Hassidism enjoins us to communicate intellectually with the Nefesh HaBehamit, explaining why it would be advantageous to go along with the Nefesh Elokit.
There is a beautiful parable quoted from the Zohar about the son of a king who had been educated in the finest tradition.
One day, the king decided to test his son in order to see if his education would stand up to a challenge. He hired a harlot to seduce his son and told her that he would reward her handsomely if she succeeded. She tried and failed. The prince passed the test and the king was delighted. But he was not only pleased with his son. He was also pleased with the harlot since she had failed. So too, the King G-d employs the Evil Inclination to seduce us. When the Evil Inclination fails, G-d is delighted with us and with it. The opposite would have been true as well should the Evil Inclination succeed. When the Evil Inclination succeeds, all lose. The task of the Nefesh Elokit is to communicate to the Nefesh HaBehamit and teach that if they both heed G-d, it’s a positive situation for both, for there is no fleeting pleasure that is worth sacrificing eternity.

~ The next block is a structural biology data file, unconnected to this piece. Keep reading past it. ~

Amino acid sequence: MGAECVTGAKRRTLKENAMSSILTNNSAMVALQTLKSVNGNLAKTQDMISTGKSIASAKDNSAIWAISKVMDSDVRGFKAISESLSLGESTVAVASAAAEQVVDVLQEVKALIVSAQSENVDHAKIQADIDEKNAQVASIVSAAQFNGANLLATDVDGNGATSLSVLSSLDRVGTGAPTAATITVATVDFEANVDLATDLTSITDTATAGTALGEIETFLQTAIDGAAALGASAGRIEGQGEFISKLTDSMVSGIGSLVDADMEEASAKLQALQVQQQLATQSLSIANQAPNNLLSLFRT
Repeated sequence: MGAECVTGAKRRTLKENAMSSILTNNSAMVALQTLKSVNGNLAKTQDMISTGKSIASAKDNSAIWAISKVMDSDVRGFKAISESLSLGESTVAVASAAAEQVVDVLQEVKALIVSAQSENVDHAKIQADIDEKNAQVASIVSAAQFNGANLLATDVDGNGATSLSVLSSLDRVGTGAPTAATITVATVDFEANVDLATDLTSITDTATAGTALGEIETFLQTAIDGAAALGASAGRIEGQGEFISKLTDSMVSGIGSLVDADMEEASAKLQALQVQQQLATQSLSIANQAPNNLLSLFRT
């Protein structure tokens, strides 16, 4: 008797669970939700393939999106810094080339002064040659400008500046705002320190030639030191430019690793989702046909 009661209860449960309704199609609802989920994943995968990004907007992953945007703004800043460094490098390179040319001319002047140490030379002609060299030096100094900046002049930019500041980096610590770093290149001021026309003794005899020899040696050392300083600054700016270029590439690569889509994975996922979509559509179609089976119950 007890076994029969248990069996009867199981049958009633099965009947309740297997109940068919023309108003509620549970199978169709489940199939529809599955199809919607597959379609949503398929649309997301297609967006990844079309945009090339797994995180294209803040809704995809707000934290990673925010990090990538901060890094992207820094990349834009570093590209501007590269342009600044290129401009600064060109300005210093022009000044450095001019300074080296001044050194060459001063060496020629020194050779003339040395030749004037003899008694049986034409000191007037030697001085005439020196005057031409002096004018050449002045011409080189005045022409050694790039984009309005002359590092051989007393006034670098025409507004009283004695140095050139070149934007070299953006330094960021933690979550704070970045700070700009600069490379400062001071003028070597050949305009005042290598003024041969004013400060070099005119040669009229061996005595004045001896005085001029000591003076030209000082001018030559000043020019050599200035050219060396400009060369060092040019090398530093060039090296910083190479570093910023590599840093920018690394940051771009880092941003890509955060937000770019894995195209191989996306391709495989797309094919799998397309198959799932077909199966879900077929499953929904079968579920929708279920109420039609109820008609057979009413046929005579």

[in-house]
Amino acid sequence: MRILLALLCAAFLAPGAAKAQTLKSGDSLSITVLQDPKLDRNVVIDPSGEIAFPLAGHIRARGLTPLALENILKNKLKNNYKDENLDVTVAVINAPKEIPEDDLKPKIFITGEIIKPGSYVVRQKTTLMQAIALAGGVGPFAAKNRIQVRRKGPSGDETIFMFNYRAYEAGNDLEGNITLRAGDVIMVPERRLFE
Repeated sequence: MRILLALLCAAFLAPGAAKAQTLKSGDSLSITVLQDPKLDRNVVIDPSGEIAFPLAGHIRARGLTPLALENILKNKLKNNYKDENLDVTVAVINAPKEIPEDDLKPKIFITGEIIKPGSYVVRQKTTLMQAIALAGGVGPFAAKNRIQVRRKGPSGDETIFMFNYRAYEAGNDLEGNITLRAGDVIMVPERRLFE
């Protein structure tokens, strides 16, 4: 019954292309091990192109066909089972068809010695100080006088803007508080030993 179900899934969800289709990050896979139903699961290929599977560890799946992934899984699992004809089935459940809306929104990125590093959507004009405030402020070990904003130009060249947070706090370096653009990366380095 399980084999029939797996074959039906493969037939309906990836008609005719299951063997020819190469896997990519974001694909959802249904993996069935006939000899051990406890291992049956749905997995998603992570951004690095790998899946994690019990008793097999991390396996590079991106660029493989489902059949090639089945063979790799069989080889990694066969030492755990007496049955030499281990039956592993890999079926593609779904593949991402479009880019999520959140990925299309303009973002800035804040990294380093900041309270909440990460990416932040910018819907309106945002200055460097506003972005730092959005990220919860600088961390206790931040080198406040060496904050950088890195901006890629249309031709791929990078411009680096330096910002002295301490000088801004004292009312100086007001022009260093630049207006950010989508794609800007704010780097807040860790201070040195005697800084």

We should take comfort in knowing that though this generation is facing enormous challenges, this generation is also the epoch of Mashiach. To stay on course, a Jew today has to have tremendous self-sacrifice. Through deep contemplation within prayer, he should develop an attitude that everything has been created by G-d, and there is nothing else but the Divine will. He should view the vanities of the world with contempt and realize their shallow lure. Such self-sacrifice elicits a powerful response from Above. He is granted Heavenly aid and assistance that transcends reason. In the words of Rabbi Meir of Premishlan, “when a Jew is connected Above he does not fall below.”
No person may excuse himself from Divine service by saying that he has been created with too strong an evil inclination.
Everyone has free choice and G-d does not demand the impossible from his creations, nor does G-d send us challenges that are without purpose. If G-d has asked us to perform the Mitzvot in the knowledge that we have a Nefesh HaBehamit then we must be fully capable to do so. If we feel we cannot, we must request Divine assistance to reinforce our own efforts.